10 August 2009

Using the interlocking web of citations you can see how this happened. A small number of review papers funneled large amounts of traffic through the network, with 63% of all citation paths flowing through one review paper, and 95% of all citation paths flowed through just 4 review papers by the same research group. These papers acted like a lens, collecting and focusing citations on the papers supporting the hypothesis, in testament to the power of a well received review paper.

But Greenberg goes beyond just documenting bias in what research was referenced in each review paper. By studying the network, in which review papers are themselves cited by future research papers, he showed how these reviews exerted influence beyond their own individual readerships, and distorted the subsequent discourse, by setting a frame around only some papers.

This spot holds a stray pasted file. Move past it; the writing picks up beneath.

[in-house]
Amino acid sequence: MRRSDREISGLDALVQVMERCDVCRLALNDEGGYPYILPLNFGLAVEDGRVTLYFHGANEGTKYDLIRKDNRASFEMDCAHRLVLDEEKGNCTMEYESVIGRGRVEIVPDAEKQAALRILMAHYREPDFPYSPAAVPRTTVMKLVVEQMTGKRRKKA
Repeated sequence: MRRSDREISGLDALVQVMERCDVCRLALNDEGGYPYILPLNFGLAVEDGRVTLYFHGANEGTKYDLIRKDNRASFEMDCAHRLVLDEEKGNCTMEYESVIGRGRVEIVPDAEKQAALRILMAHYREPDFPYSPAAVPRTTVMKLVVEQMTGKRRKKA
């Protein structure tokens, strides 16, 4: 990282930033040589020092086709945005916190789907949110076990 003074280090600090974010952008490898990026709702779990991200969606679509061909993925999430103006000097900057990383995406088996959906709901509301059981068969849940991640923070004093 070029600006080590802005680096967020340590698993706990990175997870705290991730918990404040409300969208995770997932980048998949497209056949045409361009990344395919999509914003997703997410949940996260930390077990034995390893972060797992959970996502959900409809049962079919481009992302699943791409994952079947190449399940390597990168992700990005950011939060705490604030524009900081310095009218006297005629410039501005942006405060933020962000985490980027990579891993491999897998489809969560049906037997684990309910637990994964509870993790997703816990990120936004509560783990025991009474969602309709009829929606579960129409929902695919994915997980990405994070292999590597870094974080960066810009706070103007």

via How myths are made – Bad Science.

A post related to this one: Published Scientific Articles Not Written By Scientists and referencing the study How citation distortions create unfounded authority: analysis of a citation network.

I knew that the proper methodology is not to rely on review articles, except maybe to find references, but I had not realized how much influence they seem to have. This is astonishing and hopefully will encourage a more cautious approach to using review articles.

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